Noise from equipment (trains, airplanes) or people in the background Background noise in the called party location Sound reflections from the caller location are heard by called party after slight delay. Networks or handsets are not engineered to proper levels; Callers speaking unusually loudly or softly.

Effect
Caller has difficulty hearing the called party Caller hears the background noise from the called party, making conversation difficult Called party hears the caller twice, with a slight delay; often interpreted as noise; can be very annoying. Caller or called party sound too soft or loud.

Level Mismatch

All of the above occur on both ends of the call, doubling the number of potential problems to eight.

Voice problems are complex, and come from a variety of sources. Some of these issues are within the service providers control, and some are not.

THE HANDSET APPROACH


A large percentage of wireless subscribers place their calls from noisy environments (e.g., in the car, on the street, from the mall, at a ball game, in an airport, etc.). The ability to maintain high speech quality in the presence of noise should be a primary consideration when selecting a voice quality solution. This is especially important when lower bit-rate vocoders are in use. Studies on low-bit-rate vocoders [1] indicate that background noise is the root cause of poor performance. Poor C/I is a proximate cause that affects both low-bit-rate and high-bit-rate codecs equally when noise is not present. However, looking at the eight different voice quality problems identified in Table 1, note that handset noise reduction only addresses one of these cases (see Table 2).

Table 2 : : Impairments Solved in Handsets

Impairment
Near-end noise Far-end noise Acoustic echo Level mismatch

Wireless Caller with NR Handset


No protection No protection No protection No protection

Called Party
Protected No protection No protection No protection

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Voice Quality Solutions for Wireless Networks

THE NETWORK-BASED APPROACH


As shown in Table 3, a network-based voice quality solution can address all eight different voice quality impairments for all call types.

Table 3 : : Impairments Solved by Network-Based Solution

Impairment
Near-end noise Far-end noise Acoustic echo Level mismatch

Wireless Caller with NR Handset


Protected Protected Protected Protected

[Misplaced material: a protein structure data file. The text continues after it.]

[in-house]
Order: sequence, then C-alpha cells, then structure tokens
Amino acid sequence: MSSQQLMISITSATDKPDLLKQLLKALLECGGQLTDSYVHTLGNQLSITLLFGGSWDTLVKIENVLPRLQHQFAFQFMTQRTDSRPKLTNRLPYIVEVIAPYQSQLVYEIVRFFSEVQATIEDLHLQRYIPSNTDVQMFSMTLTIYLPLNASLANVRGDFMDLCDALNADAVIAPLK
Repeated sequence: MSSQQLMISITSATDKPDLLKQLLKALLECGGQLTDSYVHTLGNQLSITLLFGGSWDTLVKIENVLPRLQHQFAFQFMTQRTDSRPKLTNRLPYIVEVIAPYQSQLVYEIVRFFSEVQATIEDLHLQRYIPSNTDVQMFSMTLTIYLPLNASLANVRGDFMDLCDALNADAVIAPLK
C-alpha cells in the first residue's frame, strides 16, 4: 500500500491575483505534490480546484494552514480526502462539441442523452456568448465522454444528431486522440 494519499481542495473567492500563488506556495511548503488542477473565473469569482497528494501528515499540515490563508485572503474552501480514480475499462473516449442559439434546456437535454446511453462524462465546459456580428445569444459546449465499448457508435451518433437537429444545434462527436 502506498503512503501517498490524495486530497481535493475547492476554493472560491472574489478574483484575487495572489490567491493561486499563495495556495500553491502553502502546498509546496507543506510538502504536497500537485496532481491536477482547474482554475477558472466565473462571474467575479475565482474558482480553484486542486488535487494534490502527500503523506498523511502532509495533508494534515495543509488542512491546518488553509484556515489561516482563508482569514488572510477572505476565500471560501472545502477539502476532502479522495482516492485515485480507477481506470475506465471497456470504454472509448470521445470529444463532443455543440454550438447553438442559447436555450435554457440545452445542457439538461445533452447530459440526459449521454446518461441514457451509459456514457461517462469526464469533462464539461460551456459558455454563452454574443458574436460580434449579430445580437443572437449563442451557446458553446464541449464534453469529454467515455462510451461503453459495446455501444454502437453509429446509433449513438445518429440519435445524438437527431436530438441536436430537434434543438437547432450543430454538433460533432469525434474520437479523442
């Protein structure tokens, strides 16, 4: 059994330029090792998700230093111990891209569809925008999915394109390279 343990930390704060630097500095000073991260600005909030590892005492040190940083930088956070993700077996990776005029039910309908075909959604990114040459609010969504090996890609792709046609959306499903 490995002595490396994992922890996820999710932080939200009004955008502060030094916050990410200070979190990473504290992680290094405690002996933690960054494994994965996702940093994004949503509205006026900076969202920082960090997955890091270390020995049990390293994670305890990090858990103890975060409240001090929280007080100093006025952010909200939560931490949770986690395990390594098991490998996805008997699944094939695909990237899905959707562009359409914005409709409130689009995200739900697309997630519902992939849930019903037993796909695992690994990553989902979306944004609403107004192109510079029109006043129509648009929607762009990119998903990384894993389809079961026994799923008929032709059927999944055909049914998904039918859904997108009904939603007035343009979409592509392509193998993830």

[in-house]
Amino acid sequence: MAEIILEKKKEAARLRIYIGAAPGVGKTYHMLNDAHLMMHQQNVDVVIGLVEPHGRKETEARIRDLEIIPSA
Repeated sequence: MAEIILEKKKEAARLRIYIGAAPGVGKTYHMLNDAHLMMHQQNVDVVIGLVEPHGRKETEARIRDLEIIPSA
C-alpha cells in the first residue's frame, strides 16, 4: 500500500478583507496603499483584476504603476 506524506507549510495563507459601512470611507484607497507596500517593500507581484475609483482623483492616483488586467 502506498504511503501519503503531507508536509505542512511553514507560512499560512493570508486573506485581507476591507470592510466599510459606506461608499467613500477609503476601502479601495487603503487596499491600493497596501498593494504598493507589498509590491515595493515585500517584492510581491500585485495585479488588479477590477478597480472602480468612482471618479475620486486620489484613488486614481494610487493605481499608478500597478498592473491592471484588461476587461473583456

Called Party
Protected Protected Protected Protected

Network-based voice enhancements are a preferred solution for most impairments. Cost effective networkbased echo cancellers are in use in both wireline and wireless networks. For advanced speech processing, network-based solutions provide four important benefits:
1. Advanced processing:

Network-based solutions are not constrained by handset battery life or device size; therefore, can implement advanced algorithms for voice processing.
2. Rapid, lower cost deployment:

Network-based solutions can be deployed rapidly, without the need to provide costly incentives to a large subscriber population to upgrade their handsets.
3. Easy upgrades for lower total cost of ownership:

Network-based solutions provide modularity to incorporate advancements in speech processing by simply downloading new software into the network-based devices.
4. Complete call path coverage regardless of handset types or destinations:

Network-based solutions ensure that all calls are covered for voice quality enhancement. Ditech Networks Voice Quality Assurance (VQA) solutions improve the quality of communications networks for wireless service providers. Our full line of voice quality enhancement and echo cancellation solutions leverages our technical expertise with industry-leading service and support to enable operators to improve voice quality, reduce costs, and realize greater profits through increased customer satisfaction and improved spectrum utilization. VQA provides wireless carriers the capability to optimize and measure voice quality in real-time on all networks, including CDMA, GSM, and 3G/4G.